Tony Nader knows exactly what Rivers means. He readily admits that the board he chairs for Inova Health System, a network of hospitals, physicians, and other care facilities throughout the Washington, DC, and Northern Virginia metro area, had become “complacent and comfortable.” It’s understandable; the former CEO had been with Inova for 35 years and transformed the organization from a regional hospital chain into a national healthcare brand.
“We were not asking for the right information. We weren’t doing enough digging into the strategy, relationships with external partners, or exploring new directions of where the organization should be heading,” Nader says. “There wasn’t a lot of communication and transparency amongst ourselves.”
So when it came time to search for a new CEO, Nader used the opportunity to reanimate the board as well. He and the other directors went on a monthlong listening tour throughout Inova to do, as Nader says, some “self-examination first to find our blind spots.” They talked to nurses, doctors, technicians, administrators, marketing staff, and others at all levels of the organization. From interviews with more than 100 people, the board put together a list of qualities the new CEO needed to have. “We didn’t want to just replicate the former CEO,” Nader says. “We wanted someone who could lead us through transformational change during this dynamic time in healthcare.”
Ironically, however, the board eventually settled on a physician for the new CEO. He just happens to hold an MBA degree in addition to his MD. The combination of medical and business acumen is just what Inova needs as it builds out the strategy and facilities for the 117-acre campus it purchased from Exxon Mobil. “The new CEO and his team are in the process of evolving the plans,” says Nader.
Beyond evaluating M&A deals or searching for a new CEO, healthcare boards are also being forced to confront challenges that never existed before—everything from artificial intelligence to data privacy. Meanwhile, they must also pay much more attention now to cultural movements, which can range from pay equity to environmental issues to impact investing to diversity and inclusion, and more.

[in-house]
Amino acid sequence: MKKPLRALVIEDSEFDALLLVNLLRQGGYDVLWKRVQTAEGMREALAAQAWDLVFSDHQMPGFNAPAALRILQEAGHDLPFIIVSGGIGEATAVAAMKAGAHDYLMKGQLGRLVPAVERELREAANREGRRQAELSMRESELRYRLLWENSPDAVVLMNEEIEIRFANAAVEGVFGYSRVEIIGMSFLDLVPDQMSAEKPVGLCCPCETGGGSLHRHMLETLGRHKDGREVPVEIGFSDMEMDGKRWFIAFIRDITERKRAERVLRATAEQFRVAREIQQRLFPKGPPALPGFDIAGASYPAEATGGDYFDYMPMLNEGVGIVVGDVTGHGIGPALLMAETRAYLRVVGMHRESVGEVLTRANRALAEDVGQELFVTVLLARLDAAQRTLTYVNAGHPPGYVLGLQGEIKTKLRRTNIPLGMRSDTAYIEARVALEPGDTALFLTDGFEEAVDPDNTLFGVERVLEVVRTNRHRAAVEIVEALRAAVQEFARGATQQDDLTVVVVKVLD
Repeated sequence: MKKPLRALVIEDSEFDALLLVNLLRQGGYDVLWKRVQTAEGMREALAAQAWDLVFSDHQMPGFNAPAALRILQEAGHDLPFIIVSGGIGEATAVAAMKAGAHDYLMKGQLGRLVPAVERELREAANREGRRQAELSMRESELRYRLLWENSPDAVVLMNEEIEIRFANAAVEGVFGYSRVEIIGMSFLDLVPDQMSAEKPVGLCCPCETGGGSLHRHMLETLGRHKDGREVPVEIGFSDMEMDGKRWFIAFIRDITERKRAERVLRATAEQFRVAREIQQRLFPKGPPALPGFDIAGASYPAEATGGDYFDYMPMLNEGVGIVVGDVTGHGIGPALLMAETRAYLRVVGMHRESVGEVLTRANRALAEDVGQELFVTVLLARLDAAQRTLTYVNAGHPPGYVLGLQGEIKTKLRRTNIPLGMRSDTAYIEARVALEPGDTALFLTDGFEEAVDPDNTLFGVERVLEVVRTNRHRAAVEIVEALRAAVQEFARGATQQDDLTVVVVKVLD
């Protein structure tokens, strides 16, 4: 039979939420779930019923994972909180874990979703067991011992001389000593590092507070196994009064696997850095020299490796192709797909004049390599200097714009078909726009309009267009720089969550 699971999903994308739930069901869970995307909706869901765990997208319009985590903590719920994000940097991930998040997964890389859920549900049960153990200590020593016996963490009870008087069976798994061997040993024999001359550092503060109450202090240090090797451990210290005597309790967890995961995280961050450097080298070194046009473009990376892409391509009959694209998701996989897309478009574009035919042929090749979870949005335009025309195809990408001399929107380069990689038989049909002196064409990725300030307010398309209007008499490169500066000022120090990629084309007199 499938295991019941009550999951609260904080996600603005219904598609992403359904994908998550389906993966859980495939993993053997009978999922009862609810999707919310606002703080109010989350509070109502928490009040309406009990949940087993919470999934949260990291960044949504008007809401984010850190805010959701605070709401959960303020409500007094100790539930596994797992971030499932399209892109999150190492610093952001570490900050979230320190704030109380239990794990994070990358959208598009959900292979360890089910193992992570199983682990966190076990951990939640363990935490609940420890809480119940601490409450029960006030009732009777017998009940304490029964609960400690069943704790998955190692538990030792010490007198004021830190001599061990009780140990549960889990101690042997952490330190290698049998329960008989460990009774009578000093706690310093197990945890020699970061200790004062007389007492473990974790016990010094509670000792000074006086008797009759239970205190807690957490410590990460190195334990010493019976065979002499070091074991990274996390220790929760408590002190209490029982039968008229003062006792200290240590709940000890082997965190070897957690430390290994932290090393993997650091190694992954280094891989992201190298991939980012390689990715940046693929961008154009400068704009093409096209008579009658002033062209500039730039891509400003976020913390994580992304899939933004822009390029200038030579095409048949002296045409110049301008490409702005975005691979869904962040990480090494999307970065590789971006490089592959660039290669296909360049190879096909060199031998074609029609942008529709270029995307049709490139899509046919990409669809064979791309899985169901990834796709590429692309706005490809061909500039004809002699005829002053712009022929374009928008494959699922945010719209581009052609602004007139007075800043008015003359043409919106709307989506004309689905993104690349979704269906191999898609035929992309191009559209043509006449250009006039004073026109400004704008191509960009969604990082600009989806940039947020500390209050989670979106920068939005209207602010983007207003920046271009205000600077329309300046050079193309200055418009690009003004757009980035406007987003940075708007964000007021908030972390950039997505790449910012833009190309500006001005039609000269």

This, of course, means that boards need to prospect for directors with entirely new skills and competencies than in the past. Korn Ferry’s Flannery says rethinking a board’s purpose for today’s healthcare landscape means clearly articulating a mission and outlining key responsibilities, and then finding new directors with not only the skills, but also the values, temperament, agility, and leadership traits to fulfill that mission.
“Most healthcare boards are rethinking their membership profile by changing their mix to include more individuals with industry/business experience, or with specific expertise in areas such as technology, strategy, or governance,” says Flannery. “[That’s in addition to] attempting to identify soft skills that are necessary to be an effective, impactful board member.”
Or, as Dr. Keroack of Baystate Health puts it, healthcare boards need to evolve to be more enterprise focused. That’s easier said than done for organizations where creating a cohesive culture wasn’t considered a top priority. “As the healthcare environment is disrupted by change at an ever-increasing pace, healthcare boards will require a fundamental re-examination and redesign to fulfill the changing requirements of their role,” says Dr. Keroack. “It is essential that directors understand and align with the organizational culture of the system and its strategic direction.”
For more information, please contact Tom Flannery at firstname.lastname@example.org or Christine Rivers at email@example.com.